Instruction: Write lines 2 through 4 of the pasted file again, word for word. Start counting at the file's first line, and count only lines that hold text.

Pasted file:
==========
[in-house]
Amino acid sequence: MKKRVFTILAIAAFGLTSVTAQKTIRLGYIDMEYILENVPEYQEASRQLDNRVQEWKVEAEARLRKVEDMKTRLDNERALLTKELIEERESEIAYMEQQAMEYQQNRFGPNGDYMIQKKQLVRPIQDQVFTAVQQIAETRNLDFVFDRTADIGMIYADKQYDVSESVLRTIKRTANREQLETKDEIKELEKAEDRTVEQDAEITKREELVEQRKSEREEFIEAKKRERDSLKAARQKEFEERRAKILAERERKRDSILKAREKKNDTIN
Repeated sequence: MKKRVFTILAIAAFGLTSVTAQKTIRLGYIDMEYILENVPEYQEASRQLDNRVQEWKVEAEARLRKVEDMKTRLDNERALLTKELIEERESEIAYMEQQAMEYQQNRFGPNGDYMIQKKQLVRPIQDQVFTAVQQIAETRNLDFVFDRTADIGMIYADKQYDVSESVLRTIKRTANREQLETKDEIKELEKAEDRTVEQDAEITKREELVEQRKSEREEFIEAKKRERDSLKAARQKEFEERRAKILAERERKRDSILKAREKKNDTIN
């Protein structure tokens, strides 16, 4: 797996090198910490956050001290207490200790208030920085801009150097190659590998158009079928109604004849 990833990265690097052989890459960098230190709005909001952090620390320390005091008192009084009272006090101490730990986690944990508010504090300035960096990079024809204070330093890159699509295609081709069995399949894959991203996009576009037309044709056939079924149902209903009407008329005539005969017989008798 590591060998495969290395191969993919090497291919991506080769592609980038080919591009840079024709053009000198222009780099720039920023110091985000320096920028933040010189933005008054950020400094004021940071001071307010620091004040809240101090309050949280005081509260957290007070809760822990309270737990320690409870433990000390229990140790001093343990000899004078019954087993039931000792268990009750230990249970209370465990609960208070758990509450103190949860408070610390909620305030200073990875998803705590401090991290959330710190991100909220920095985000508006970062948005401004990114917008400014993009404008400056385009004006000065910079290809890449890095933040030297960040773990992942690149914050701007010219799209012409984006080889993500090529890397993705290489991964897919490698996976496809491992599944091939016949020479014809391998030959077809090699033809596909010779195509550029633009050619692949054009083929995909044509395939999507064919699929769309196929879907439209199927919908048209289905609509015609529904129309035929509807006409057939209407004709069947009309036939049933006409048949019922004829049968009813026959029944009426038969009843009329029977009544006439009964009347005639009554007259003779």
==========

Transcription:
Amino acid sequence: MKKRVFTILAIAAFGLTSVTAQKTIRLGYIDMEYILENVPEYQEASRQLDNRVQEWKVEAEARLRKVEDMKTRLDNERALLTKELIEERESEIAYMEQQAMEYQQNRFGPNGDYMIQKKQLVRPIQDQVFTAVQQIAETRNLDFVFDRTADIGMIYADKQYDVSESVLRTIKRTANREQLETKDEIKELEKAEDRTVEQDAEITKREELVEQRKSEREEFIEAKKRERDSLKAARQKEFEERRAKILAERERKRDSILKAREKKNDTIN
Repeated sequence: MKKRVFTILAIAAFGLTSVTAQKTIRLGYIDMEYILENVPEYQEASRQLDNRVQEWKVEAEARLRKVEDMKTRLDNERALLTKELIEERESEIAYMEQQAMEYQQNRFGPNGDYMIQKKQLVRPIQDQVFTAVQQIAETRNLDFVFDRTADIGMIYADKQYDVSESVLRTIKRTANREQLETKDEIKELEKAEDRTVEQDAEITKREELVEQRKSEREEFIEAKKRERDSLKAARQKEFEERRAKILAERERKRDSILKAREKKNDTIN
């Protein structure tokens, strides 16, 4: 797996090198910490956050001290207490200790208030920085801009150097190659590998158009079928109604004849 990833990265690097052989890459960098230190709005909001952090620390320390005091008192009084009272006090101490730990986690944990508010504090300035960096990079024809204070330093890159699509295609081709069995399949894959991203996009576009037309044709056939079924149902209903009407008329005539005969017989008798 590591060998495969290395191969993919090497291919991506080769592609980038080919591009840079024709053009000198222009780099720039920023110091985000320096920028933040010189933005008054950020400094004021940071001071307010620091004040809240101090309050949280005081509260957290007070809760822990309270737990320690409870433990000390229990140790001093343990000899004078019954087993039931000792268990009750230990249970209370465990609960208070758990509450103190949860408070610390909620305030200073990875998803705590401090991290959330710190991100909220920095985000508006970062948005401004990114917008400014993009404008400056385009004006000065910079290809890449890095933040030297960040773990992942690149914050701007010219799209012409984006080889993500090529890397993705290489991964897919490698996976496809491992599944091939016949020479014809391998030959077809090699033809596909010779195509550029633009050619692949054009083929995909044509395939999507064919699929769309196929879907439209199927919908048209289905609509015609529904129309035929509807006409057939209407004709069947009309036939049933006409048949019922004829049968009813026959029944009426038969009843009329029977009544006439009964009347005639009554007259003779």